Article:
In that case, it should come as no surprise when we find ourselves “delighting in the law of God according to the inward man” but find ourselves sometimes succumbing to the law that is “warring against the law of my mind, and bringing me into captivity to the law of sin which is in my members” (Romans 7:22-23) as Paul did.
Paul provides a tremendous amount of encouragement at the end of chapter 7 by stating that it is through Jesus that he was delivered from his wretchedness and “this body of death” (Romans 7:24-25). However, it is what he says in chapter 8 that I like to focus on when I feel the shadow of gloominess that comes over me as my old man tries to resurrect himself within me.
First he starts with the understanding that, after having accepted Jesus Christ as our Savior and burying the old man (Romans 6:1-11), there is no condemnation for those who have taken that step and are now in Christ Jesus (Romans 8:1). Understand that Satan is the accuser of the brethren. Revelation 12:10 says that he has made that a full time occupation of accusing us before God night and day. Yet God doesn’t accept his accusations. Why? Because of the powerful work that Jesus did as our Savior in dying in our stead for our sin. As a result, as stated above, there is no condemnation about us that Satan can bring before our Father. We should remember that when Satan accuses us to ourselves as well (1 John 3:20-21).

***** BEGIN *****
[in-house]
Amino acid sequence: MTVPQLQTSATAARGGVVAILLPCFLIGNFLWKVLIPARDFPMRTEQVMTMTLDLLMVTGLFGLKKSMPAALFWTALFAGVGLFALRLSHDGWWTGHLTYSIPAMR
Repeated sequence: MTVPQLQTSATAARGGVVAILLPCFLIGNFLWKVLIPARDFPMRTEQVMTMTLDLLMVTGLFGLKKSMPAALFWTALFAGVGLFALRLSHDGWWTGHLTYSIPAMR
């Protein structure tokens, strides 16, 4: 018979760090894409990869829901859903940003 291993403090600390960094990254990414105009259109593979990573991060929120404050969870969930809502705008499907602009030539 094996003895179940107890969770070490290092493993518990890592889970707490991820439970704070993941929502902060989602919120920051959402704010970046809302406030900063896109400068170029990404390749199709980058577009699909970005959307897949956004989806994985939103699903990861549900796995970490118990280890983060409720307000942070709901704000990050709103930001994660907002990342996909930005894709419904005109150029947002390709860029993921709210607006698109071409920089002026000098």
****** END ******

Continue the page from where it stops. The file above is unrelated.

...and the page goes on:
It is after this understanding, that we are not condemned before God, that Paul changes the conversation to focus on our future. This is the really encouraging part to me. Paul reminds us of God’s plan to create a family, and how we get to be a part of that family. We are to be His very children and joint-heirs with Jesus (Romans 8:14-17). God has something much greater in mind for us than we can possibly imagine.
Every once in a while I sit and ponder, trying to wrap my head around the reality of going from this flesh into becoming the very son of the Living God, as Jesus is (1 John 3:2). It fries my circuits every time! It is such a huge leap, yet it is what we are being offered.
So when we find ourselves becoming discouraged, remember Jesus and His work. Because of that work, we cannot be condemned to our Father. All He sees, if we are repenting, is Jesus’sacrifice. And what He also sees is His sons and daughters that He loves very much. We should be seeing the same thing He is. Let’s keep our focus on Jesus’ saving work, both in death and resurrected life, and our proclaimed future that He became an example of.
As Hebrews 12:1-2 says (emphasis mine), “…let us lay aside every weight, and the sin which does so easily beset us, and let us run with patience the race that is set before us, looking unto Jesus the author and finisher of our faith; who for the joy that was set before him endured the cross, despising the shame, and is set down at the right hand of the throne of God.”